Used crayons find a new life at the Danville-based nonprofit The Crayon Initiative. Since 2011, the all-volunteer organization has donated more than 125,000 upcycled packs of crayons to children’s hospitals across the United States.
The Crayon Initiative works with hospitals in 33 states including some of the largest in Northern and Central California:
UCSF Benioff Children's Hospital Oakland
Lucile Packard Children's Hospital Stanford
Kaiser’s Oakland Medical Center
Valley Children's Hospital
and more than 130 other hospitals across the US
Every month, hundreds of volunteers sort used crayons by color so they can be melted down and remanufactured. The new crayons are packaged and palletized before being shipped to hospitals throughout the U.S. One of the sorting volunteers overheard founder Bryan Ware mention how much he could use a forklift and connected him with Toyota Material Handling of Northern California (TMH).
Building a Better Crayon
The Crayon Initiative collects broken and used crayons from restaurants, schools and homes, melts them down and re-manufacturers them into new crayons for art programs at children’s hospitals. Used crayons can’t be sent as-is due to the risk of germ transfer from the paper wrapping. The melting process used by The Crayon Initiative kills any bacteria or viruses that may have been present on the original crayon.
Ware used his background in manufacturing, packaging and product design to make a crayon that could be enjoyed by children of nearly any age or physical ability. After consulting with an occupational therapist, Ware developed a triangular-shaped crayon that’s slightly thicker than one you might buy at the store. The larger crayons are easier for kids to grip, and the triangle shape keeps them from rolling off a table or tray.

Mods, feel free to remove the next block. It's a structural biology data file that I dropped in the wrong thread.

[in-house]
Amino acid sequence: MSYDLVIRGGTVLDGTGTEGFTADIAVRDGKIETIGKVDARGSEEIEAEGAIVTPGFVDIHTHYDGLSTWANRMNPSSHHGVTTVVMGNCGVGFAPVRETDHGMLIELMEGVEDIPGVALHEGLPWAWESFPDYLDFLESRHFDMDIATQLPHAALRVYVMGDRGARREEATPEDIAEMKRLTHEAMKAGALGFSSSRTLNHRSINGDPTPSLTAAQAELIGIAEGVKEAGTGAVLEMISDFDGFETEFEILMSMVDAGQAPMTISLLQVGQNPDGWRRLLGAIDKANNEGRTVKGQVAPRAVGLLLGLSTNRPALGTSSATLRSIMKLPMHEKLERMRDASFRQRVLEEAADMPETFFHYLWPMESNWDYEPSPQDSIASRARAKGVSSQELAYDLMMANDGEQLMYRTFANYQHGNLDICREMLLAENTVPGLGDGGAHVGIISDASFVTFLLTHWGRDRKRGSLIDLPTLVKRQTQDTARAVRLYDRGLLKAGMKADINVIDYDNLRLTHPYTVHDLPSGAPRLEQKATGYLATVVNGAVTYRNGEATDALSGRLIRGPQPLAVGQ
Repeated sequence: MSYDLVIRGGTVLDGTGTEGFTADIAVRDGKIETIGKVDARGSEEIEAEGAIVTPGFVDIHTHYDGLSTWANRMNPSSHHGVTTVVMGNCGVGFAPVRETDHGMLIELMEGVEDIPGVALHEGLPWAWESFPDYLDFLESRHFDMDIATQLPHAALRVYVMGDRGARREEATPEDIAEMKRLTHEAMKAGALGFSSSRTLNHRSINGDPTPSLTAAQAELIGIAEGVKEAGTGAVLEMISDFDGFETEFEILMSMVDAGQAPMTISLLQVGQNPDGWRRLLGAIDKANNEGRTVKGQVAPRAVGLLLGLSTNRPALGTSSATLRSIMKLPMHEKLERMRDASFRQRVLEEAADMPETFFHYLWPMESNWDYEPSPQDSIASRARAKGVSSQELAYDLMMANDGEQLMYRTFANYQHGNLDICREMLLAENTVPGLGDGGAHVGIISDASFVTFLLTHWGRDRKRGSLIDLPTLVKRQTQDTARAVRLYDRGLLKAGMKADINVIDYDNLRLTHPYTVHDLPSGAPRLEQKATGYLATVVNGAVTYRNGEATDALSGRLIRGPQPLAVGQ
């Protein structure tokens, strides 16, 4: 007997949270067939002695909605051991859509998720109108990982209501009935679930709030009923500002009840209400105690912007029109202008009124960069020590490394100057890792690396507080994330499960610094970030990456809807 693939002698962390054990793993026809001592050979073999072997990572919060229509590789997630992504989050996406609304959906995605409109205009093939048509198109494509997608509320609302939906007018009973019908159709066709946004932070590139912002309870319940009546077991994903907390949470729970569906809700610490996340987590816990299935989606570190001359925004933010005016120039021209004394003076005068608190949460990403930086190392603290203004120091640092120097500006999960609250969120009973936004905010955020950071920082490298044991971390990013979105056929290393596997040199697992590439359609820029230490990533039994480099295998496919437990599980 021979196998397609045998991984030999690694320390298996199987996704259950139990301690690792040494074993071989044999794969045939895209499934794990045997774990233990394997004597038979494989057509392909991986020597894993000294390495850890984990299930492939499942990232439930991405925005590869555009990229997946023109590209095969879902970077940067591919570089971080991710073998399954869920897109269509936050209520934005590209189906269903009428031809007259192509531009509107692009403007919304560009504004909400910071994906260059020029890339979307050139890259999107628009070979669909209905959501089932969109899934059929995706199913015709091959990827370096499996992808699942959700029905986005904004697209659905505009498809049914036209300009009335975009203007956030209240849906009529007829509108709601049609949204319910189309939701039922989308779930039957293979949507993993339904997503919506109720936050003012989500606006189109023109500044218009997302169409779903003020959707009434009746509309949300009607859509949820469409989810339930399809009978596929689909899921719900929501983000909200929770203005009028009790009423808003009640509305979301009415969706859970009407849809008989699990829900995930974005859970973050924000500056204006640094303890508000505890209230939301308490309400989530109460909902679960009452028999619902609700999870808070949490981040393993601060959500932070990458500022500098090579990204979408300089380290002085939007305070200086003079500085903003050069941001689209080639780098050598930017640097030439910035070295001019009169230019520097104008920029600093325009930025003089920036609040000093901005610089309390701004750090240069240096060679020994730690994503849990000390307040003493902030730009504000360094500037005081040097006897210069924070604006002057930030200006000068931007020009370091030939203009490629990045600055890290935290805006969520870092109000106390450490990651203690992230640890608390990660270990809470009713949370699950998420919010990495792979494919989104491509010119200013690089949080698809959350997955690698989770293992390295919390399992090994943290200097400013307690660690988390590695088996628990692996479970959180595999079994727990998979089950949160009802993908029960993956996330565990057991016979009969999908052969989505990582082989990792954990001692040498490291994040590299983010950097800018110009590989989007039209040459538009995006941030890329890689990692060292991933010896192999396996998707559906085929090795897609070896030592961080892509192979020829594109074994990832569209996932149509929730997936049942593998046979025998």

More than 125,000 crayon packs have been given to hospital art programs since the program began donating just over three years ago. In 2018 so far, The Crayon Initiative has shipped more than 75,000 packs of crayons.
“Our warehouse is a street-level dock, so any inbound or outbound shipments had to be on a truck with a lift gate which caused extra expense and delays,” Ware said. “Now that we have the forklift, we can put everything on a pallet and load it up on the truck.”
Their forklift, a Toyota Core IC Cushion, helps The Crayon Initiative workers get more done and spend more of their money supplying kids with crayons than paying shipping fees.
The Crayon Initiative also runs team-building events which require the shipping and storing of pallets. So TMH also supplied The Crayon Initiative with a warehouse racking system to free up space in their warehouse and giving them the needed room to grow.